Here's the biggest problem: you never want to be in a situation where you're sending Stephen Strasburg to the mound with a burnt 'pen and a losing streak. It's not just about eating innings. It's about taking pressure off. They need to make sure that the best pitcher in a generation (and even some of the lesser lights who might help you in meaningful games three to four years down the road) don't pitch through pain and hide injuries like Jordan Zimmermann and Craig Stammen did this year.
First sign one of these guys: Carl Pavano, Jon Garland, Braden Looper, Joel Piniero, or Jarrod Washburn. (Actually, I'm seeing now that he's going to accept arbitration with the Twins, which means he could have been had cheap if anyone wanted him.) But any of these pitchers will give you a solid veteran with good command and no value to the future whatsoever. Doug Davis or Todd Wellemeyer could fit in this group as well, though I like them less.
Then, I'd put a one-year, $10 million contract on the table for one of these guys: Rich Harden or Erik Bedard. Or Ben Sheets for a little less. It's possible some contender will give them some ridiculous multi-year deals, thinking that these guys might give them the special pitcher they need to get over the top, but I doubt it. If they suck, well, it's one year. Take it out of the revenue sharing money and call it even. You just might get a Cy Young-type season and a no-hitter. Certainly I'd rather watch these guys pitch than Daniel Cabrera or Scott Olsen.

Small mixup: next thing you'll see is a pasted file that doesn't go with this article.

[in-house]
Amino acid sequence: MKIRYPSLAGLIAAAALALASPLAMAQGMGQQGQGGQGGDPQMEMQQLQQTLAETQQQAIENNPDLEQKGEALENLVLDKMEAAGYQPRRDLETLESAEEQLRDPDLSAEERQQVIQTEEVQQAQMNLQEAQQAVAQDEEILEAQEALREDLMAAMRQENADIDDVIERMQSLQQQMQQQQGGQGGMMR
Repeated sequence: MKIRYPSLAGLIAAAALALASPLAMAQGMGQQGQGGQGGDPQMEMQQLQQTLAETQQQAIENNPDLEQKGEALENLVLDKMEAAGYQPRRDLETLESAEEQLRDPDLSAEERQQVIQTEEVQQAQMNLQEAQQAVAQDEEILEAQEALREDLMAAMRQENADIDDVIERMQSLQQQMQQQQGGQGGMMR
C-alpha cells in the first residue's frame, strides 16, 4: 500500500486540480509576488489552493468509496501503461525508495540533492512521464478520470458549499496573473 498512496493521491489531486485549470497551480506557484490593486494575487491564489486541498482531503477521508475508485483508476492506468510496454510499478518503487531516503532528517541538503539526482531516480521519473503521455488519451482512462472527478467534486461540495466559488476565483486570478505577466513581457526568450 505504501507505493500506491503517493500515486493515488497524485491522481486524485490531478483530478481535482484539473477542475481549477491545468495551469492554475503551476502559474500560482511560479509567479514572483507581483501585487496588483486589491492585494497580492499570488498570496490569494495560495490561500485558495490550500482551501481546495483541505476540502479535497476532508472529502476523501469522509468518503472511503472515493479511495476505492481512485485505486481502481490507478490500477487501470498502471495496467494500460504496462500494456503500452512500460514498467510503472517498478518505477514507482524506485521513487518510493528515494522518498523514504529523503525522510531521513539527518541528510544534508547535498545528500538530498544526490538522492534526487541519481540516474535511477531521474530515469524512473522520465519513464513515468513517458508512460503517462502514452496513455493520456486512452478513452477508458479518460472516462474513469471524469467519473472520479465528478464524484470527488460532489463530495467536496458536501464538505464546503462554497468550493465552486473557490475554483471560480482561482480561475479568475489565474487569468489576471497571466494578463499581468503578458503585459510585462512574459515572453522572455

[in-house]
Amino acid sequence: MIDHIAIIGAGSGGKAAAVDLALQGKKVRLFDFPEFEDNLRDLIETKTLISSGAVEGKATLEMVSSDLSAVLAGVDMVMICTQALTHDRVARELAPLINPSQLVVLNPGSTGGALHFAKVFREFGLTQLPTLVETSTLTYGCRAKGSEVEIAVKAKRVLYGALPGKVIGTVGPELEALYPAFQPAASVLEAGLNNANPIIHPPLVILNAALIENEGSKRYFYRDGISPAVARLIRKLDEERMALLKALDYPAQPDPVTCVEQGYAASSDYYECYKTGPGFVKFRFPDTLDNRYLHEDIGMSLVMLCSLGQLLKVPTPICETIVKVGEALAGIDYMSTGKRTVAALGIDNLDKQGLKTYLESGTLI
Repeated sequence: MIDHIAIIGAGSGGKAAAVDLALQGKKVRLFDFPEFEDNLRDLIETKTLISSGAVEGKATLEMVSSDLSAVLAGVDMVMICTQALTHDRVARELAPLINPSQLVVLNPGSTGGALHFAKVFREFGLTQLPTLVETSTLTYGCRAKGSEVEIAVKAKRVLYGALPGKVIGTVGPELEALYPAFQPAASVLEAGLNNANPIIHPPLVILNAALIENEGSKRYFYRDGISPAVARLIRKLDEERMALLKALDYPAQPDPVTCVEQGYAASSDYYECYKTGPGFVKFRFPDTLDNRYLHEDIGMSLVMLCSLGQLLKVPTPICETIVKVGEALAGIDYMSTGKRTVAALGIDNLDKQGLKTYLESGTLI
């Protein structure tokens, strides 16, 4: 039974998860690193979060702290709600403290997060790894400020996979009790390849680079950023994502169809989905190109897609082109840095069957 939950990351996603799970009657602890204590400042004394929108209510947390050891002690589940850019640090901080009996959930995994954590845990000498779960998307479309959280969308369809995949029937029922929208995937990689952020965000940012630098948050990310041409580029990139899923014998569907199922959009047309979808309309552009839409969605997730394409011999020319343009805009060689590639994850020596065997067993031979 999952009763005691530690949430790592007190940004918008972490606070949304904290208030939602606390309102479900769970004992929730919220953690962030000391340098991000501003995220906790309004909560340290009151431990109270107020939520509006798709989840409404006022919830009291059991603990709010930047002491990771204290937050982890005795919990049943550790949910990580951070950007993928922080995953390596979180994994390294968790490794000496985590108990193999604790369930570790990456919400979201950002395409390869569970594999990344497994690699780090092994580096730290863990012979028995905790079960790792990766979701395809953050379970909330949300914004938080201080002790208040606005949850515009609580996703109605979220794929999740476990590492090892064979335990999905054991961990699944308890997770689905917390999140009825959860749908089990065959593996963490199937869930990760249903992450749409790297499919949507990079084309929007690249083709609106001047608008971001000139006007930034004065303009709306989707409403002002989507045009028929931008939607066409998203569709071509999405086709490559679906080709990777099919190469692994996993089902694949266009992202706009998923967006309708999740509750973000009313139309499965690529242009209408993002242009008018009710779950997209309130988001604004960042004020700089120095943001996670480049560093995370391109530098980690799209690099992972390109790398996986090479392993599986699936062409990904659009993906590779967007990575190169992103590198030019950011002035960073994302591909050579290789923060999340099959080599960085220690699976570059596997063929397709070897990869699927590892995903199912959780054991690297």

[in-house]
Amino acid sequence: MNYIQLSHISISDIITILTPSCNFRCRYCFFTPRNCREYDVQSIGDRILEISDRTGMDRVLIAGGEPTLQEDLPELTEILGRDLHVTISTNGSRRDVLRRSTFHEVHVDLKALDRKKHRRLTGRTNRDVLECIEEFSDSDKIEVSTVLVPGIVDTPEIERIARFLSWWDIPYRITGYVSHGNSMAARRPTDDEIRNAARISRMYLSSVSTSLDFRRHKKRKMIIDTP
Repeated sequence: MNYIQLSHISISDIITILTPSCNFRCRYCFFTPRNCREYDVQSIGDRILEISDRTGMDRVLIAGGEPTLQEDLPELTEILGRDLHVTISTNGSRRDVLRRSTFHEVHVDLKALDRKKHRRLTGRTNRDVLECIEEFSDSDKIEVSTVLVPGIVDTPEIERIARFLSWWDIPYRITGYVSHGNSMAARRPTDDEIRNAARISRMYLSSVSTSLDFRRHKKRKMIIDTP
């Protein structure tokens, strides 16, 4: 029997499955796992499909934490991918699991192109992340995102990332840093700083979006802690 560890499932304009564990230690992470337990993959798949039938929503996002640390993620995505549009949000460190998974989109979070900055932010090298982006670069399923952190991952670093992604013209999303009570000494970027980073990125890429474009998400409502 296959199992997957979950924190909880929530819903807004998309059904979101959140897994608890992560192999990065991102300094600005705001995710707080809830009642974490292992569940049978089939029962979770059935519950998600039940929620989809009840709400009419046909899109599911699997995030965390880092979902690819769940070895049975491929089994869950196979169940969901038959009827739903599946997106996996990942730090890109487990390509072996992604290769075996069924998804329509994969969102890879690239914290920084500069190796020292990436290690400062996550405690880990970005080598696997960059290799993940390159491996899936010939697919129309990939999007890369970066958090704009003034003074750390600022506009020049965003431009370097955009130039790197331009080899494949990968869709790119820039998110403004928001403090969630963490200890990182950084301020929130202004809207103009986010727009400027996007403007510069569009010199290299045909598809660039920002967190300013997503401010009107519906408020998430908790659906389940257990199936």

Then, sign Randy Johnson or John Smoltz. Standing ovation! Woo!!
Finally, Livan Hernandez. Tell him he can compete for a job in spring training, but plan to send him to AAA to wait for an injury or two. If he doesn't like that plan, you could let him sit unemployed for a while like Odalis Perez and see how he feels in May (what's he doing anyway? Chico, can you find out for us before you start your new gig at Martha Stewart Living?). The point is to just to have someone around so you don't have to force a guy who's not ready again (see: Detwiler, 2009).
Seriously now, wouldn't a rotation of Lannan, Harden, Garland, Smoltz, and Stammen be more fun than what you've been watching? And it really wouldn't cost all that much.
Then, I know it's sacrilege for most Nationals fans, but I really think the Nationals should be shopping John Lannan. There are half a dozen free agents pitchers at least who could give the Nationals more production for less money than Lannan will cost over the next two or three seasons. And a 25-year-old pitcher who's proven to be able to throw 200 innings a year should be in high demand. I wouldn't insist on dealing him if a good deal didn't materialize, but if he could be a key piece of a package for let's say Lannan and Willingham for Prince Fielder or Adrian Gonzalez, I would do that.
Finally, I wouldn't do Wolf or Lackey, because both of them will require long-term commitments that won't make sense for DC. Think if we were stuck with Alfonso Soriano till age 38. It would be like that. And I would stay away from the head cases who may pitch well, but will cause more trouble than they're worth in a young clubhouse: Brett Myers, Brad Penny, and Vicente Padilla. And for the love of god, please non-tender Scott Olsen.